Hiram Revels: History & Biography

Instructor: Amy Lively

Amy has an M.A. in American History. She has taught history at all levels, from university to middle school.

This lesson discusses Hiram Revels, the first African American member of the United States Senate. Learn more about Revels and his work as a politician, minister, and educator, and then test your knowledge with a quiz.

Hiram Revels

Revels the Minister

The fact that Hiram Revels became a senator and a teacher but had to learn to read in secret says much about the United States before the Civil War. Revels was born free in North Carolina on September 27, 1827. However, it was illegal to teach African Americans to read or write. Revels could have been illiterate had it not been for the lessons he received from a free African American woman. At 22, Revels studied at Beech Grove Seminary in Indiana. While there, he joined the African Methodist Episcopal Church (AME), the first black Episcopal church in the nation. Revels was ordained as an AME minister in 1845, and by 1849, he was an elder. His ministry took him around the country, and in Missouri in 1854, Revels was imprisoned for preaching to other African Americans. In 1863, Revels became the first African American pastor at Madison Street Presbyterian, Baltimore's first church for slaves.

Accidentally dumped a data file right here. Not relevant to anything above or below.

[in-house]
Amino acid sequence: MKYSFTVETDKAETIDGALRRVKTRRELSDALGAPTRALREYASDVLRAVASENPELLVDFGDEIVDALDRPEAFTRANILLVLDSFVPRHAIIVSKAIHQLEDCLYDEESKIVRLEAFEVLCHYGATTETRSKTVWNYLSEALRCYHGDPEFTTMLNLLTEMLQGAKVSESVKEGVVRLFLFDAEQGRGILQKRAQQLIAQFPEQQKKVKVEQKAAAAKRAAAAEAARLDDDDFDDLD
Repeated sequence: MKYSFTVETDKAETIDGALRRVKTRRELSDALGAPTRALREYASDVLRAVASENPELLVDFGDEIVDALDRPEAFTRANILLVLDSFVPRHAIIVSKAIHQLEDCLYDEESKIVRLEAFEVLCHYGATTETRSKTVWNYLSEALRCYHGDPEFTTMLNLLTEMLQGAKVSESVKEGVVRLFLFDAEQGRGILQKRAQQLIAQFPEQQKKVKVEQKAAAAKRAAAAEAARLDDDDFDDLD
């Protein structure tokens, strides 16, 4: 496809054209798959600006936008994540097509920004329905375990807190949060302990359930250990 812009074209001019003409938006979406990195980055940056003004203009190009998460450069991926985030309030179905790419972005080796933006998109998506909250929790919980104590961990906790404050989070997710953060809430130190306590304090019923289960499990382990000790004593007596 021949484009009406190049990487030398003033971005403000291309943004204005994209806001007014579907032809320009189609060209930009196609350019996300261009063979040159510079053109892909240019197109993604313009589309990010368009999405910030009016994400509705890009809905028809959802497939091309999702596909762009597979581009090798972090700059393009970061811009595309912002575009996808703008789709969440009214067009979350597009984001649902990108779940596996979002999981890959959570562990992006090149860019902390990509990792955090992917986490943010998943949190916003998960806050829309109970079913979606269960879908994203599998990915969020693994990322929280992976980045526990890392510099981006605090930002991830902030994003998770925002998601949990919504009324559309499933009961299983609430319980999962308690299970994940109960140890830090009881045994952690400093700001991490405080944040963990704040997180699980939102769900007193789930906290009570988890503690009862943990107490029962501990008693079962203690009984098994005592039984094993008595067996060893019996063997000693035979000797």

Civil War Leadership

Revels had much at stake in the Civil War. He understood that if the Union was defeated, he faced the very real possibility of losing his freedom. When Abraham Lincoln issued the Emancipation Proclamation in 1863, removing the restrictions on African Americans serving for the Union Army, Revels went to work. He recruited three regiments of African American soldiers. The 4th United States Colored Infantry Regiment, made up almost entirely of educated black men, was formed in Baltimore. After that, Revels recruited men for the 39th Regiment of the United States Colored Infantry in Maryland. When his travels took him to St. Louis, Missouri, later in 1863, Revels formed another regiment of African American troops and established a school for freedmen. Revels also served as a chaplain for Union troops in Mississippi.

Election to the U.S. Senate

High drama played out in the U.S. Senate galleries in February 1870. Revels was elected by the Mississippi state legislature to fill one of two Senate seats that had been vacant since Mississippi seceded from the Union. Ironically, one of those seats was vacated by Jefferson Davis, president of the Confederacy. Now, it stood to be filled by an African American. However, many predicted Revels would never be allowed to take that seat. For two days, Democrats debated with Republicans, claiming that Revels had only been a citizen since the Civil Rights Act of 1866. Therefore, they said, Revels was not eligible to be a senator. Republicans rejected the argument and Revels was affirmed by a 48 to 8 vote. When Revels rose to take the oath, it was standing room only in the galleries and the chamber filled with applause as the nation officially elected its first African American senator.

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